Spoiler: Rayford gets into the second argument about Hattie’s salvation anyway. What happens?

He witnesses to Hattie for half an hour. “Nothing in her body language or expression encouraged him, but he kept going.” Finally she acknowledges him. “That’s sweet, Rayford. It really is. I appreciate your telling me all that.” She says that she never heard such things in her church, and she will think about it. She asks if Rayford will make the same speech to Buck. Rayford replies, “Word for word.” Hattie chuckles. “Wonder if any of it will find its way into his magazine.” Rayford says, “Probably along with space aliens, germ gas, and death rays” (page 377).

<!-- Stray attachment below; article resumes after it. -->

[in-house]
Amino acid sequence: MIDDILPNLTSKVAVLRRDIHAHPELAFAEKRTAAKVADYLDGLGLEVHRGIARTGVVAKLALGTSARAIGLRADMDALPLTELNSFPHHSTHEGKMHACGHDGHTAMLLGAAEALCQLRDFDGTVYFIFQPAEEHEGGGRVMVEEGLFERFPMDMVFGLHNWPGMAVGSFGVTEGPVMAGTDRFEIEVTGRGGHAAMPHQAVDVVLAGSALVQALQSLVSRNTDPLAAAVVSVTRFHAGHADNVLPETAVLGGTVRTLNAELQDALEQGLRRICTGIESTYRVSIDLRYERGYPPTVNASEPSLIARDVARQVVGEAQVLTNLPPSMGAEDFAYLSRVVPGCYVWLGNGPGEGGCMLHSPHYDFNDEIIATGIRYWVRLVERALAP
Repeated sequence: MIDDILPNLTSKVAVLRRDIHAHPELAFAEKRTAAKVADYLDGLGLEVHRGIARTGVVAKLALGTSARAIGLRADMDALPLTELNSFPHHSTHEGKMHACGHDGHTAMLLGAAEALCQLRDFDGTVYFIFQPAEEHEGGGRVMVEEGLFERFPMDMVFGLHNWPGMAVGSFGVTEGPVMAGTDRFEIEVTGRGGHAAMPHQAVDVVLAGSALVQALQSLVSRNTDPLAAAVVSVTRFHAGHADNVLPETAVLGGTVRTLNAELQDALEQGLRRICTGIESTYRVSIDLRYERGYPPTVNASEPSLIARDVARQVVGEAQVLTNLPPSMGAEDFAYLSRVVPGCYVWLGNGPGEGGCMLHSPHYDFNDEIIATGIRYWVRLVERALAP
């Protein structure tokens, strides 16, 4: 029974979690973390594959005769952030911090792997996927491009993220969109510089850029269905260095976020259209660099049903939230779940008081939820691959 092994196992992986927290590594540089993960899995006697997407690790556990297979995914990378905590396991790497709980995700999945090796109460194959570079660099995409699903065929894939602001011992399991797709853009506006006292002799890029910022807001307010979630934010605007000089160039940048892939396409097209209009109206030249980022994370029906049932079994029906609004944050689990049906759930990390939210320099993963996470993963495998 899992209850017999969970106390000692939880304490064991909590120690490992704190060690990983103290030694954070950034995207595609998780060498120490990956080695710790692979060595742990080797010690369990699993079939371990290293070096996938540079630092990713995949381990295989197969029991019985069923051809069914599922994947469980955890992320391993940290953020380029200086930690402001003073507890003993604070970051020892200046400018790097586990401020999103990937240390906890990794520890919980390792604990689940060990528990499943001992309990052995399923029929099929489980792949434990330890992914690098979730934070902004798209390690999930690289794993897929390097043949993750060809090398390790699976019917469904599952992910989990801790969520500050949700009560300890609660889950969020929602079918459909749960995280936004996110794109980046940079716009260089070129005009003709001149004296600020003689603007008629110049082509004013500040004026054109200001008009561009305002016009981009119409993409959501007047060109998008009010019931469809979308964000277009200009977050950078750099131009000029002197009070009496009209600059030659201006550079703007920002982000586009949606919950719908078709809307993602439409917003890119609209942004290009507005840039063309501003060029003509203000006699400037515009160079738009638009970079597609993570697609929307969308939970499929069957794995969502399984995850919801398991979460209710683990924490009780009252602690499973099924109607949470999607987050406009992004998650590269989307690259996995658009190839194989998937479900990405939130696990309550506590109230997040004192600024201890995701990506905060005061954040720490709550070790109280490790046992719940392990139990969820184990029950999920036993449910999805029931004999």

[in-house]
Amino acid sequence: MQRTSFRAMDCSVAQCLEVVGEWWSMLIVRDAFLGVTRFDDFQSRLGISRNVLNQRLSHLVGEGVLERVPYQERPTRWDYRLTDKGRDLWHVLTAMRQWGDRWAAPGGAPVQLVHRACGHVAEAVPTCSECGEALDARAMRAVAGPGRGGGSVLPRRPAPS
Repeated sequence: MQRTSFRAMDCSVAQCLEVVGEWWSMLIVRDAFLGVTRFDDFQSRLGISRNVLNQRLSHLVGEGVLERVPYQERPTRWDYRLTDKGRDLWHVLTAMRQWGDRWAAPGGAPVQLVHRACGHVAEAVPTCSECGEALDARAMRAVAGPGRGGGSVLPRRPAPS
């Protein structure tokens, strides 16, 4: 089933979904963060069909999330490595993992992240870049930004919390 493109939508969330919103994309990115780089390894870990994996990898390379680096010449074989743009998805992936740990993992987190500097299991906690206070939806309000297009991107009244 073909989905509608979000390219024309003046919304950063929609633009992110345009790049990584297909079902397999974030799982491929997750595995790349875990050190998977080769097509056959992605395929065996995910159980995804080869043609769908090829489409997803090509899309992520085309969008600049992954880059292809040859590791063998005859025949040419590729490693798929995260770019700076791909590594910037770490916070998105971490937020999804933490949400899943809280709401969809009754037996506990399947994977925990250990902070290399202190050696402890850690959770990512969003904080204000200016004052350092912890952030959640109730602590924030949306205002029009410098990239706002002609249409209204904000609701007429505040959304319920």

Spoiler: What is Carpathia’s explanation for the disappearances?

Answer: He suggests that it is a natural phenomenon (pages 254-6). He claims that the Cold War use of nukes—he never mentions the hundreds of nukes over Israel—and nuclear power plants released an undiscovered subatomic particle. One day, the mixture of these particles and “some confluence of electromagnetism in the atmosphere” came to be “ignited or triggered.” (A character asks if this is like striking a match in a room filled with gasoline vapors.) Carpathia concludes lightning probably triggered a case of mass spontaneous combustion. He has hired Chaim (the botanist) to look into it.